Martin Scorsese’s ‘Hugo’ is a Splendid Love Letter to the Power of Movies

Hugo movie poster

Maybe it was Martin Scorsese’s desire to utilize the 3D format which kept me from seeing “Hugo” on the first day of its release. 2011 saw 3D movies get a serious public beating as audiences became convinced it existed solely for Hollywood studios to jack up ticket prices. But to watch “Hugo” is to be reminded of how amazing 3D can be when using the right tools and not just throwing cheap gimmicks at the audience. But moreover, it is backed up by a great story and remarkable performances as Scorsese shares with us his love of all things cinema.

Seriously, the first five minutes of “Hugo” will blow you away as you will feel like you are traveling over the Paris of the 1930’s. It truly looks as though the snow it is literally blowing in your eyes, and it reminded me of when kids were grasping at the snowflakes coming off of the silver screen during “The Polar Express.” Scorsese was lucky enough to use the same Fusion Camera System which James Cameron used to superb effect in “Avatar.” The images stretch out from the screen, and the extra dimension gives these visuals a depth which at times feels remarkably real.

Based on the novel “The Invention of Hugo Cabret” by Brian Selznick, Asa Butterfield stars as Hugo, a young boy living alone in a Paris railway station while maintaining the clocks and stealing whatever supplies he needs in order to survive. One major obstacle he has to deal with is Inspector Gustav (Sacha Baron Cohen) who patrols the station with his vicious looking dog. Gustav shows no hesitation in picking up orphans and sending them straight to the orphanage which, in the kids’ eyes, seems like an unforgiving house of horrors.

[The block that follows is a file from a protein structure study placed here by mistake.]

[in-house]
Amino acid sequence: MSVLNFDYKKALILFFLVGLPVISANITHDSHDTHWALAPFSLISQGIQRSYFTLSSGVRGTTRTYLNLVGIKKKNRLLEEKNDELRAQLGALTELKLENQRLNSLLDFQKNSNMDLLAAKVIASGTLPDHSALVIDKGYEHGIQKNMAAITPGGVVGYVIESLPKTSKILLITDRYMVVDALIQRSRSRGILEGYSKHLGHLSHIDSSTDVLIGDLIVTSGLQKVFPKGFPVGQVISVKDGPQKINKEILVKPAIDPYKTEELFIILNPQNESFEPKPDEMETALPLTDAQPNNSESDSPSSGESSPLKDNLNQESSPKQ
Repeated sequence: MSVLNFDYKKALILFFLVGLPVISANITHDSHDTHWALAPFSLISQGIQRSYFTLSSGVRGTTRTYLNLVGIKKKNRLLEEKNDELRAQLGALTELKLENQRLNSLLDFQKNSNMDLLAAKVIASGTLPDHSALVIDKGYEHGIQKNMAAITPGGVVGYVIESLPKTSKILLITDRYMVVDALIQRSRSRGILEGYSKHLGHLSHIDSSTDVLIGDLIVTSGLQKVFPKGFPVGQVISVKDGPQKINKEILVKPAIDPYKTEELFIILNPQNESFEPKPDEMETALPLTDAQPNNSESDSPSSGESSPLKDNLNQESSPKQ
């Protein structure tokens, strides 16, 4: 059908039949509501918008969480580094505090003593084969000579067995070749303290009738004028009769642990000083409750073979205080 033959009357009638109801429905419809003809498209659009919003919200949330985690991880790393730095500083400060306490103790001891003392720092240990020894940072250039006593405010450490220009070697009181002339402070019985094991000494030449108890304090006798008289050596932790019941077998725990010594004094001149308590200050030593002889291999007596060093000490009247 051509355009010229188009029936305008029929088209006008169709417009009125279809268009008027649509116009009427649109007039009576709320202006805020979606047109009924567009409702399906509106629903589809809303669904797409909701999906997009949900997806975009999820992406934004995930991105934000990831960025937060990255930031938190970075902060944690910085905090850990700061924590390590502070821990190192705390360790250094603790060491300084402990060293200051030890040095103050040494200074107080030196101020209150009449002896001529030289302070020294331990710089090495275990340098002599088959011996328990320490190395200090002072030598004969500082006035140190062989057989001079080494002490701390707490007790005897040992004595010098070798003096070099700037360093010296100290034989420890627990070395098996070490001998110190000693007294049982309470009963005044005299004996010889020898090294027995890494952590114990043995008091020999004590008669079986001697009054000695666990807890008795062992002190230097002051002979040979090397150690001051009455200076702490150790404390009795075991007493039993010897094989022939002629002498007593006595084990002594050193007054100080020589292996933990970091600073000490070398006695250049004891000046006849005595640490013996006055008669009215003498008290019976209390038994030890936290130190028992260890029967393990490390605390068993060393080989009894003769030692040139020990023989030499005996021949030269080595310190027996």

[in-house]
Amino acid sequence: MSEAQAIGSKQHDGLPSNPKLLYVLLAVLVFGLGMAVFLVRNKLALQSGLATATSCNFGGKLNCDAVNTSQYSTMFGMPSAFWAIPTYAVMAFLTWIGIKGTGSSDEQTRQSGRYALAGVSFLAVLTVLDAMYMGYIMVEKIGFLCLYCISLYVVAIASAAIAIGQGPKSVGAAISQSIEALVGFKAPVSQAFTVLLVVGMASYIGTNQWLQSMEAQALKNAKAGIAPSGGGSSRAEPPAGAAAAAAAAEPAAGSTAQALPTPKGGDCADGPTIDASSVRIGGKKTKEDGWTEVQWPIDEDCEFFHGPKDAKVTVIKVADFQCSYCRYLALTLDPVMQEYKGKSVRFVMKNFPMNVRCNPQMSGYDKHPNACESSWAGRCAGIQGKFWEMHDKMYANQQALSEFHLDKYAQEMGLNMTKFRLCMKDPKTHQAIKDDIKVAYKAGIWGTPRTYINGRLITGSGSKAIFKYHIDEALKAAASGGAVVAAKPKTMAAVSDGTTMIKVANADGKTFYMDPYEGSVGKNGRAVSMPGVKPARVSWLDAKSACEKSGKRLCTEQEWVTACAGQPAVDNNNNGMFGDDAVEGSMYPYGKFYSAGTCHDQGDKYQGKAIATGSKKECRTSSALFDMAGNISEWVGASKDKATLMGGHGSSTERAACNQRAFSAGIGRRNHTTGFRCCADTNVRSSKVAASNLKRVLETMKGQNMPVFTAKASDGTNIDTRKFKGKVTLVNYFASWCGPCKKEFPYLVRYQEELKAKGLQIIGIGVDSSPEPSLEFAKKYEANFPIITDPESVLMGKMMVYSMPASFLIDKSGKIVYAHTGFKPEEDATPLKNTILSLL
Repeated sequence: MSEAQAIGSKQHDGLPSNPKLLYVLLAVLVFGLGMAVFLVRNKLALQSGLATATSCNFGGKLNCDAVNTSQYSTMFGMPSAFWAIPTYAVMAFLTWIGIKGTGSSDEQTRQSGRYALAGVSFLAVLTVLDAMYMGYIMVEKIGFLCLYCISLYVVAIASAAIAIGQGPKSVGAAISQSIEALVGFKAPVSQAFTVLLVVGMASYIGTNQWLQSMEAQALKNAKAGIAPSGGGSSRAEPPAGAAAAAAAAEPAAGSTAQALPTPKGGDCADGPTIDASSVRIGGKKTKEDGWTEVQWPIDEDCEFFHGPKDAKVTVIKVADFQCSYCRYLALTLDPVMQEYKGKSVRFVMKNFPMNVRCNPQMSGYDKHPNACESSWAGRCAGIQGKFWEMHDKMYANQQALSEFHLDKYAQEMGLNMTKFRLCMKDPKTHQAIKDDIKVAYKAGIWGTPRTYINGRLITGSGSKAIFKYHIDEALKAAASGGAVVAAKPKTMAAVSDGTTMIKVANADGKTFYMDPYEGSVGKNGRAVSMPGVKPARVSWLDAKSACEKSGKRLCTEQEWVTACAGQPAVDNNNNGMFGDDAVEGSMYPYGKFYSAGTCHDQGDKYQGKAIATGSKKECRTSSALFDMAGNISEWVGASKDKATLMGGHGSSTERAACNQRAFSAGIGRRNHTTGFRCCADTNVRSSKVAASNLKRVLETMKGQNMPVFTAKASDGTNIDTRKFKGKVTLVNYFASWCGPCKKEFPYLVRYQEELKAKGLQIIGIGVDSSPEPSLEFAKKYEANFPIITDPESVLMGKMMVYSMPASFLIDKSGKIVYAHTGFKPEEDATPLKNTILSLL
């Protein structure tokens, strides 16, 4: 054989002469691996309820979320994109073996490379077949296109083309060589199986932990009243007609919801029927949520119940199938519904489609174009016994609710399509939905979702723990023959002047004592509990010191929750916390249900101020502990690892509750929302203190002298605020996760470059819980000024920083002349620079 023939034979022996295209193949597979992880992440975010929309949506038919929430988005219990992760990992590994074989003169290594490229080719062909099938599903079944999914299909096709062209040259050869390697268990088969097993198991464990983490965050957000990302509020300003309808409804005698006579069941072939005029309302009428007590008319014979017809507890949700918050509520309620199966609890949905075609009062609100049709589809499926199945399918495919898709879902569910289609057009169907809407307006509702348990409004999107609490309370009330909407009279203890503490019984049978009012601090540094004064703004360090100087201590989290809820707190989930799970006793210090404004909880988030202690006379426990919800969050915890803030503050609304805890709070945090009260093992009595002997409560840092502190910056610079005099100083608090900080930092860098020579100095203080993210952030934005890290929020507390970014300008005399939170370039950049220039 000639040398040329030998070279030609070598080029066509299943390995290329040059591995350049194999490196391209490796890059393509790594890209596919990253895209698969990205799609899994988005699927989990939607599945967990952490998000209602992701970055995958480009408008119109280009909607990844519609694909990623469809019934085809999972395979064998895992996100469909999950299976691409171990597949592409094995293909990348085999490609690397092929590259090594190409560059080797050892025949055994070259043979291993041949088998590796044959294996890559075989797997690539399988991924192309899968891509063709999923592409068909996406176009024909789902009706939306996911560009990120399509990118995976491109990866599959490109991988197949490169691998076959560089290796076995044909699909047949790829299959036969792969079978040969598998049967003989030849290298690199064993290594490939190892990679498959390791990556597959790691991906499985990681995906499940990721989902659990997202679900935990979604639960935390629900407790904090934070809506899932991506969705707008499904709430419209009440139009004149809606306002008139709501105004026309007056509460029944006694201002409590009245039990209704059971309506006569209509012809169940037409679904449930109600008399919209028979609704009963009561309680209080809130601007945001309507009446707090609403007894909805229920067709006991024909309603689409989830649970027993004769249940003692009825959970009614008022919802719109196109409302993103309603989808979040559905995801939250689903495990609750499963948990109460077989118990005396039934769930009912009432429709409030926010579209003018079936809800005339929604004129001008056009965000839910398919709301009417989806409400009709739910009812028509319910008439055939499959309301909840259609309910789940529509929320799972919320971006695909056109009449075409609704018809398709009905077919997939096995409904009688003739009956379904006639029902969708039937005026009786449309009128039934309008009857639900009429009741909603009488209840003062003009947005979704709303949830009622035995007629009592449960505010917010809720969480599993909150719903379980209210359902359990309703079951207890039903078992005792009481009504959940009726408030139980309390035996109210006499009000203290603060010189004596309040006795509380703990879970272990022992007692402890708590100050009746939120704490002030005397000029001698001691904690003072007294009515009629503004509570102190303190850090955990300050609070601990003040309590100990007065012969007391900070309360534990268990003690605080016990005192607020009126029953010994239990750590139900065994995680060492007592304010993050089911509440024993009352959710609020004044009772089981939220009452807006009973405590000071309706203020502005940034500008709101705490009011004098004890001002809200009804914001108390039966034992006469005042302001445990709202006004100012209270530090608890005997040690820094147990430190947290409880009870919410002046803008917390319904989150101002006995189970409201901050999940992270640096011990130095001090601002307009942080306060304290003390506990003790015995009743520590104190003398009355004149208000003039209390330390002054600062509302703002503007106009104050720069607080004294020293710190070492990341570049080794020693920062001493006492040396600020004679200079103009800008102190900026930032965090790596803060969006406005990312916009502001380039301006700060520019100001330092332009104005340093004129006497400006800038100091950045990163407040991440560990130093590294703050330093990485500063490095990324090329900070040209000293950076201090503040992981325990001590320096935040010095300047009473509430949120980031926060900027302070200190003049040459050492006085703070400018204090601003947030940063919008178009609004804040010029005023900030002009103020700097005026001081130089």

Two people come to play an important role in Hugo’s life: the toy shop owner Georges Méliès (Ben Kingsley) and his spirited goddaughter Isabelle (Chloë Grace Moretz). They enter Hugo’s life as he continues to work on fixing an automaton he and his father, Mr. Cabret (Jude Law), were putting it back together in working order when Mr. Cabret was tragically killed in a museum fire. It is this same automaton which will draw these three together in ways none of them could ever have imagined.